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Professional Ethics Chapter 3
McGraw-Hill/Irwin © 2008 The McGraw-Hill Companies, Inc., All Rights Reserved. 3-2 Steps in Resolving an Ethical Dilemma Identify the problem Identify possible courses of action Identify any constraints relating to the decision Analyze the likely effects of the possible courses of action Select the best course of action
McGraw-Hill/Irwin © 2008 The McGraw-Hill Companies, Inc., All Rights Reserved. 3-3 AICPA Professional Ethics
McGraw-Hill/Irwin © 2008 The McGraw-Hill Companies, Inc., All Rights Reserved. 3-4 The Rules of the AICPA Code of Professional Conduct RuleTitle 101Independence 102Integrity and Objectivity 201General Standards 202Compliance with Standards 203Accounting Standards 301Confidential Client Information 302Contingent Fees 501Acts Discreditable 502Advertising and Other Forms of Solicitation 503Commissions and Referral Fees 504(Deleted) 505Form of Organization and Name
McGraw-Hill/Irwin © 2008 The McGraw-Hill Companies, Inc., All Rights Reserved. 3-5 Independence Independence of mind (actual independence) Independence of appearance Both are required.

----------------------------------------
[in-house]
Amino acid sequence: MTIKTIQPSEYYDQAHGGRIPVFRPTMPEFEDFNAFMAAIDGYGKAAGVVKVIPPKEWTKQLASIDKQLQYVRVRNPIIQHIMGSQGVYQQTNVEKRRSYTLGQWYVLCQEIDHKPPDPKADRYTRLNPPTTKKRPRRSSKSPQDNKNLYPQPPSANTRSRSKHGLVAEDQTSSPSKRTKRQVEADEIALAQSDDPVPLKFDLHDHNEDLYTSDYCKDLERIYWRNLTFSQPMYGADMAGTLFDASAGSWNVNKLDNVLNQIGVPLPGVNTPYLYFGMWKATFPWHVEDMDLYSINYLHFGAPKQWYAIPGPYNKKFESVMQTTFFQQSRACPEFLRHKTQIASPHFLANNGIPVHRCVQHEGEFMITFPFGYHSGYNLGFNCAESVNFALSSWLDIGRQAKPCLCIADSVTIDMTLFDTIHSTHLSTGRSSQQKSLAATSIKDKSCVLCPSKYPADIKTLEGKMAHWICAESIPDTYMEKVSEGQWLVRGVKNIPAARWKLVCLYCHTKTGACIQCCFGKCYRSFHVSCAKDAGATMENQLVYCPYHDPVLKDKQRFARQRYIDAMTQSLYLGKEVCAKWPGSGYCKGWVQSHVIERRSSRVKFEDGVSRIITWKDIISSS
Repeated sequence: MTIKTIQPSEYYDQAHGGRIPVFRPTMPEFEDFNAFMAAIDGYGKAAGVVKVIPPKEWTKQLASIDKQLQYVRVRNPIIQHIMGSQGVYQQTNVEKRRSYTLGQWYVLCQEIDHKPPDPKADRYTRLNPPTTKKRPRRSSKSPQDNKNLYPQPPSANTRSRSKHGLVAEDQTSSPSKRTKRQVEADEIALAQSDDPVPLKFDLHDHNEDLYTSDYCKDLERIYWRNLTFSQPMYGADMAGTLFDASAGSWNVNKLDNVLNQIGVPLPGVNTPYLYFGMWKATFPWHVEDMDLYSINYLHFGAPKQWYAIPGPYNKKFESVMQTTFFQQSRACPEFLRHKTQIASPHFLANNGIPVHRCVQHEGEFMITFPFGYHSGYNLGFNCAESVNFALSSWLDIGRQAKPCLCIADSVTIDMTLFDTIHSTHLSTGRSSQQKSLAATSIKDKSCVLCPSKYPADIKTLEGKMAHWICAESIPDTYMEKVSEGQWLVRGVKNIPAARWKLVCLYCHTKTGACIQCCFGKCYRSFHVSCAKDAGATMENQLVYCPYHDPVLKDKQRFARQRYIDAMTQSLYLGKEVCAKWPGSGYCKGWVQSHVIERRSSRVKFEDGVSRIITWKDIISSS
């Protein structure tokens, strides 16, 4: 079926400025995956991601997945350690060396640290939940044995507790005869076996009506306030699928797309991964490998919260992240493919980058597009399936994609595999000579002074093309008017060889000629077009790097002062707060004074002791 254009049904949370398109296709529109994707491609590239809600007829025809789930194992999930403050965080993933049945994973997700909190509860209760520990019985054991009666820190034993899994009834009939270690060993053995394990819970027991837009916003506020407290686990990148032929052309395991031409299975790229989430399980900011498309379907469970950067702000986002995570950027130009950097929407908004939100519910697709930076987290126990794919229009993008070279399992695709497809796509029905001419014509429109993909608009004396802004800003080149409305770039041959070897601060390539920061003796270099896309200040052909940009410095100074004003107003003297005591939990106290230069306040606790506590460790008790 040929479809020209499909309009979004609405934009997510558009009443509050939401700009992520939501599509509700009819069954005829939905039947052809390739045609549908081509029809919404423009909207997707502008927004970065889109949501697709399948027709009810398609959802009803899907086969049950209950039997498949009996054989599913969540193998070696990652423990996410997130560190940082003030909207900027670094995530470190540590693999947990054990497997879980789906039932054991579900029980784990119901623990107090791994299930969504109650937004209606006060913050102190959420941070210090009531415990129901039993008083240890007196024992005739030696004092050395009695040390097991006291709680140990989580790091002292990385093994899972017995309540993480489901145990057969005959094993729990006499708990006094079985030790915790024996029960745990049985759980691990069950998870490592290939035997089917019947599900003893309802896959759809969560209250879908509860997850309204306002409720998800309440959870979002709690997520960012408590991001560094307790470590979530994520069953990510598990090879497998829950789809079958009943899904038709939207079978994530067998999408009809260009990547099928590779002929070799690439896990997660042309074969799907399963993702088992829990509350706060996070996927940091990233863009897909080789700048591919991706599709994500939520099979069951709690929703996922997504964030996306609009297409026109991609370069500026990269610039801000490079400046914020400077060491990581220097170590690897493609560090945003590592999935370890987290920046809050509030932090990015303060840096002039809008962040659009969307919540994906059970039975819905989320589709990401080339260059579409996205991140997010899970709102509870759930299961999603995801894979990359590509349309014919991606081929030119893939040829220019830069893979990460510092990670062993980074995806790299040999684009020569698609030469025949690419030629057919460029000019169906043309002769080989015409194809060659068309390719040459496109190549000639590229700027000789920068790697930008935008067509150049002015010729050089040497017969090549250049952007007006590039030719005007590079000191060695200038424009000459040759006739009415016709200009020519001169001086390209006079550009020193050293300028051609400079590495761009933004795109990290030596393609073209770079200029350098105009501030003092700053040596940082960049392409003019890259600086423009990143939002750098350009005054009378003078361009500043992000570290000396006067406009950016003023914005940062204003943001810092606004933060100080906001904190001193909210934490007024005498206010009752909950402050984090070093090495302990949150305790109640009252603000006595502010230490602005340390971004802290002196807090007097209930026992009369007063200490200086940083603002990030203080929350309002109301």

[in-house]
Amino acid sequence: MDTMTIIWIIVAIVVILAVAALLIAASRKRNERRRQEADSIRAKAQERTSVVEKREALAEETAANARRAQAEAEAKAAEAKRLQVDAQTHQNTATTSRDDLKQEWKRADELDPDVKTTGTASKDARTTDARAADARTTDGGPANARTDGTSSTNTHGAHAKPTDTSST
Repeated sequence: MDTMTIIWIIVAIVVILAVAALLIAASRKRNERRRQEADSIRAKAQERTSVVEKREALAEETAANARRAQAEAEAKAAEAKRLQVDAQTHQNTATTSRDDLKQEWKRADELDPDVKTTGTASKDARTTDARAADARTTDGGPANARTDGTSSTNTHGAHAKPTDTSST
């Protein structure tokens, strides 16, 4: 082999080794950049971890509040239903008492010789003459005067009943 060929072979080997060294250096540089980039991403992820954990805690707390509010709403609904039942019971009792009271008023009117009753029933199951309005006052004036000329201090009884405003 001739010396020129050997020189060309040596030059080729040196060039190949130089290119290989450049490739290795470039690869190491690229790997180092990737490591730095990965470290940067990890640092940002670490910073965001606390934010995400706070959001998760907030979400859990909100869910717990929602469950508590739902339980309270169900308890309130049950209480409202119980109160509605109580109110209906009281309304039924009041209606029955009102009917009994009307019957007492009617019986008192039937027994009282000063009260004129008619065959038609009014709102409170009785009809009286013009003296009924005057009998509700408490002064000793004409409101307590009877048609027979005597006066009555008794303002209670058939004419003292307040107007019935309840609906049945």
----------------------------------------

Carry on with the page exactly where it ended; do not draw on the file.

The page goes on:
McGraw-Hill/Irwin © 2008 The McGraw-Hill Companies, Inc., All Rights Reserved. 3-6 AICPA Conceptual Framework for Independence The AICPA Conceptual Framework for Independence is used to evaluate threats to independence. When a threat arises, the approach considers Whether the Code directly addresses the threat If the Code does not directly address the threat, the auditor considers whether adequate safeguards exist to eliminate the threat to independence The perspective used throughout is whether a reasonable person, aware of all the relevant facts would conclude that an unacceptable risk of non-independence exists.
McGraw-Hill/Irwin © 2008 The McGraw-Hill Companies, Inc., All Rights Reserved. 3-7 Threats to Independence (and an example of each) Self-Review—CPA firm has provided consulting services that relate to audit Advocacy of client—CPA promotes client securities as part of an initial public offering Adverse Interest— Litigation between client and CPA firm Familiarity—Spouse holds a key position with client Undue Influence--Pressure from client to reduce audit procedures Financial Self-Interest of CPA—CPA owns stock in the client Management Participation—CPA Serves as officer of client
McGraw-Hill/Irwin © 2008 The McGraw-Hill Companies, Inc., All Rights Reserved. 3-8 Independence Safeguards Created by profession, legislation or regulation (e.g., education requirements) Implemented by attest client (e.g., effective board of director oversight) Put in place by CPA firm (e.g., stressing importance of independence)